Photo: Steven Siewert

    The days when an organisation or wealthy family simply donates to a bunch of charities because they are a good cause with low running costs may be drawing to an end.

    Justin Greiner, chief executive of wealth management group JBWere and a committee member of Financial Industry Community Aid Program, says the more focused "structured- giving" approach favoured in the United States is the way forward for corporate philanthropy.

    Greiner's FICAP and veteran fund manager David Paradice are putting this approach to the test this year by backing The Mirabel Foundation, which helps children that have been orphaned or abandoned by drug-addicted parents.

    FICAP, which is perhaps best known for its Who wants to be a RockStar event pitched at the Sydney financial services community, has raised more than $1 million for youth charities since it was established a decade ago.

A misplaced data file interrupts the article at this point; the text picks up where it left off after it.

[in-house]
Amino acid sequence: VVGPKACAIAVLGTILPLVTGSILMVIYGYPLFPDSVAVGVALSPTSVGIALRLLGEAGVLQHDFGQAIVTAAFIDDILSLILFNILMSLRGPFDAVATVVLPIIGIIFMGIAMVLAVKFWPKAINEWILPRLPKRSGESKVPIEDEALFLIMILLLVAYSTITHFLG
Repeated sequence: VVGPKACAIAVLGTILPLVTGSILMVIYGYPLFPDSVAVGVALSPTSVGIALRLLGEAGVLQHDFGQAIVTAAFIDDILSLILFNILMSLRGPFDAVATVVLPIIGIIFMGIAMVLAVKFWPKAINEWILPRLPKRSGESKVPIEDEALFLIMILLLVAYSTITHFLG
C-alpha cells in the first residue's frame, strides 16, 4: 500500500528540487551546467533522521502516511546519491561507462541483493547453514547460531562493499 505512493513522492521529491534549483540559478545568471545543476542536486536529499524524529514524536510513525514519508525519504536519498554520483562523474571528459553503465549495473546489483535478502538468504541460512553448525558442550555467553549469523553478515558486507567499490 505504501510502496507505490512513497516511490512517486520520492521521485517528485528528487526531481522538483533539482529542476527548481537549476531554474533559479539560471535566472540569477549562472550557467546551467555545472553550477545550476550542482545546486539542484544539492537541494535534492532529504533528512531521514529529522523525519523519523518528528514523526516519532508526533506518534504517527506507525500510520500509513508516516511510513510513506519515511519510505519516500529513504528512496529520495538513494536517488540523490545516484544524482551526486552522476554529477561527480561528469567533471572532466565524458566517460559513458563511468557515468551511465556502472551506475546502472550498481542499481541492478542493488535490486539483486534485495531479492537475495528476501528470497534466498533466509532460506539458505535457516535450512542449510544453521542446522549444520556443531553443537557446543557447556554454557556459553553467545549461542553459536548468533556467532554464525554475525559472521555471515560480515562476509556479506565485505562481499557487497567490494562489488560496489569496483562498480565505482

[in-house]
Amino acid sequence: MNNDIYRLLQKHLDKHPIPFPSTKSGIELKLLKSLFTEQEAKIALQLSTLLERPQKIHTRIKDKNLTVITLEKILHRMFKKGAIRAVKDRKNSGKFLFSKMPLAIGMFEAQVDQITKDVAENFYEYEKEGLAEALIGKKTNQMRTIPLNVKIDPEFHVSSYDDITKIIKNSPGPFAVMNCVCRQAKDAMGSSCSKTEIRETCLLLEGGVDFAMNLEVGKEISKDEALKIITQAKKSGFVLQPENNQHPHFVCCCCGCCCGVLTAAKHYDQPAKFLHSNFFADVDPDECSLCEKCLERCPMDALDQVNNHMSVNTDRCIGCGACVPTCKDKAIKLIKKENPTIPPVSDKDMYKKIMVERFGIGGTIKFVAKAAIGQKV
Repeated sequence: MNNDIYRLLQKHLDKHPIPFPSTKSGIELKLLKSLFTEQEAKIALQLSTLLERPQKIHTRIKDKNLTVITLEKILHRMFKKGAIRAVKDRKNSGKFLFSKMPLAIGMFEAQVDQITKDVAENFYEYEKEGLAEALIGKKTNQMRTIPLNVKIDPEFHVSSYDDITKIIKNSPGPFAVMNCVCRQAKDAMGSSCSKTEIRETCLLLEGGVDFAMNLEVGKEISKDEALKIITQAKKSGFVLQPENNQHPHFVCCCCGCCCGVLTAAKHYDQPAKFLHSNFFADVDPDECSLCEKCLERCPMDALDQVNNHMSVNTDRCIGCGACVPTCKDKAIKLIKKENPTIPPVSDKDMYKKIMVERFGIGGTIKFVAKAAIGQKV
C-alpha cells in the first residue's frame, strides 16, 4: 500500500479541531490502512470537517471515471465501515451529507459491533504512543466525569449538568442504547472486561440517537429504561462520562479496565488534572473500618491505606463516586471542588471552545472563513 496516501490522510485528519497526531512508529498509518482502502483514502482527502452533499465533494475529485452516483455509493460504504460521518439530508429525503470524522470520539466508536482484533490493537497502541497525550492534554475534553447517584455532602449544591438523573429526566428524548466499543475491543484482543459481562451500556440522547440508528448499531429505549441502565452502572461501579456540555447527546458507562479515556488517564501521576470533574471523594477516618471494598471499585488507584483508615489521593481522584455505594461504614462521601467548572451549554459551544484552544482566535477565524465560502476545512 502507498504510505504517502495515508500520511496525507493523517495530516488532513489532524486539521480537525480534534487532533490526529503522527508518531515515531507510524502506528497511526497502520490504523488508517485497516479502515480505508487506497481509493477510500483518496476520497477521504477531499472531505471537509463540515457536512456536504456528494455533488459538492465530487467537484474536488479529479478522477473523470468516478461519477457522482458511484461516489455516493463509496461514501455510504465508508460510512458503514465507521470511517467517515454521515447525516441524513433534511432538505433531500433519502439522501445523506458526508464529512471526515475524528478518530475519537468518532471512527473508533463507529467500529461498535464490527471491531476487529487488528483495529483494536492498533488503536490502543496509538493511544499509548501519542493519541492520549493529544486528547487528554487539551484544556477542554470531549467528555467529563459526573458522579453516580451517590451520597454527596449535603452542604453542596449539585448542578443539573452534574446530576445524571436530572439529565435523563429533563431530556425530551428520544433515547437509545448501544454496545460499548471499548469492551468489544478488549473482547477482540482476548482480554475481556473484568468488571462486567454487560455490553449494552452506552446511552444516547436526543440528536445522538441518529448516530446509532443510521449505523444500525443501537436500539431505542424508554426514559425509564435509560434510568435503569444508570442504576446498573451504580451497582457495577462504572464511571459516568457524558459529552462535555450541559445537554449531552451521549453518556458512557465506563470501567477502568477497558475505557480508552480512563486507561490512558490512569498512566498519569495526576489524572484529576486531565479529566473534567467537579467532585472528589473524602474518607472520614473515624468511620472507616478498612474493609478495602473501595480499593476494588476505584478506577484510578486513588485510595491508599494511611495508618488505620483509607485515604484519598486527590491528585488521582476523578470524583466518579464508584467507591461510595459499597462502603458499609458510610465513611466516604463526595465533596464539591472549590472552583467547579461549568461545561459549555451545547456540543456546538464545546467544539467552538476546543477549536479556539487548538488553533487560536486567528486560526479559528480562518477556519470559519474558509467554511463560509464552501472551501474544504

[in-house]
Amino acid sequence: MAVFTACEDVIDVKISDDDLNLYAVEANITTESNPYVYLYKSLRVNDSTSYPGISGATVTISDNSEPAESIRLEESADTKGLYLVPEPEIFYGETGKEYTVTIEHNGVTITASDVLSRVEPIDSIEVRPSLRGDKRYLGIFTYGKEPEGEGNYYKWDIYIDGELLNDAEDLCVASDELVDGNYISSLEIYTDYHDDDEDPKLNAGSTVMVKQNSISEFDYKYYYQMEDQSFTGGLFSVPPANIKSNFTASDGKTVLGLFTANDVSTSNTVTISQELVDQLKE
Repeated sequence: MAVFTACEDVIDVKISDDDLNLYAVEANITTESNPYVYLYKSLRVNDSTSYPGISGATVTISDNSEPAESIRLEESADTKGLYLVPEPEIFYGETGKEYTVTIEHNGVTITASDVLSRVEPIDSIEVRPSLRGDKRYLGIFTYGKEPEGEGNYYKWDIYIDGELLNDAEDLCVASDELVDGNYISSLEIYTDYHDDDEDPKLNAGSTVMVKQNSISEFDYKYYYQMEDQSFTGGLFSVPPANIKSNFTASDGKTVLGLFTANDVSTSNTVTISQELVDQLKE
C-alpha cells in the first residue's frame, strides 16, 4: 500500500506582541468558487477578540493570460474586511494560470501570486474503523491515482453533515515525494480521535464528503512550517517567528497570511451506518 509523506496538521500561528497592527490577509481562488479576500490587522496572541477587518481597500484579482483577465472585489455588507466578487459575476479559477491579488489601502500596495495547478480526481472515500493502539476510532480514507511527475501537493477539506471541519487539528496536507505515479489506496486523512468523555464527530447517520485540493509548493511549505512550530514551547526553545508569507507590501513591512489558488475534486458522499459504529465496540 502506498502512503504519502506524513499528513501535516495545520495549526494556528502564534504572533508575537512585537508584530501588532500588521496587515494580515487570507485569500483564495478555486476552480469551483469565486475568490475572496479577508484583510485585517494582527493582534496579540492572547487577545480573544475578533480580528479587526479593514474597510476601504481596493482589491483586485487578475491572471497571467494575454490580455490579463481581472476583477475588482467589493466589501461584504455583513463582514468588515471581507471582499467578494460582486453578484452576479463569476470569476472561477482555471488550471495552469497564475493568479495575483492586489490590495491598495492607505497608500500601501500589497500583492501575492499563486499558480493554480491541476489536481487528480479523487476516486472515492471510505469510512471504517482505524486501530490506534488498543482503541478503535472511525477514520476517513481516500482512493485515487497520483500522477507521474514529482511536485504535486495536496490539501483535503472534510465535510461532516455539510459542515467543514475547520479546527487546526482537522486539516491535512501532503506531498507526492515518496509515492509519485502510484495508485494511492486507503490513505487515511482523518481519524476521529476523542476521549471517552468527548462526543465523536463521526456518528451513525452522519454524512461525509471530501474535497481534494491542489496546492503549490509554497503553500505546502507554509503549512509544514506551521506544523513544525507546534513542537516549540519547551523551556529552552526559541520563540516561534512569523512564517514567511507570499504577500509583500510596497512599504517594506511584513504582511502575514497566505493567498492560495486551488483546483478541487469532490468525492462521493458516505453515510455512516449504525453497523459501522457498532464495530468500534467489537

But rather than spread this money over numerous targets, in 2016 it will focus on just three: Mirabel; Sydney community group Weave; and The Shepherd centre which helps hearing impaired children.

    "We need to move beyond thinking about administration expenses when it comes to judging effectiveness of charitable organisations, but rather be focused on the impact that they are having," Greiner says. "In our experience, donors want to see a clear purpose, good governance, and where the money is going."

    See the story on ABC 7:30

    Growing trend

    "There's a growing trend here – which we have already seen in the US – of people gravitating towards structured giving … this is where organisations and families make a deliberate decision to focus on one or two charities that they can be aligned with."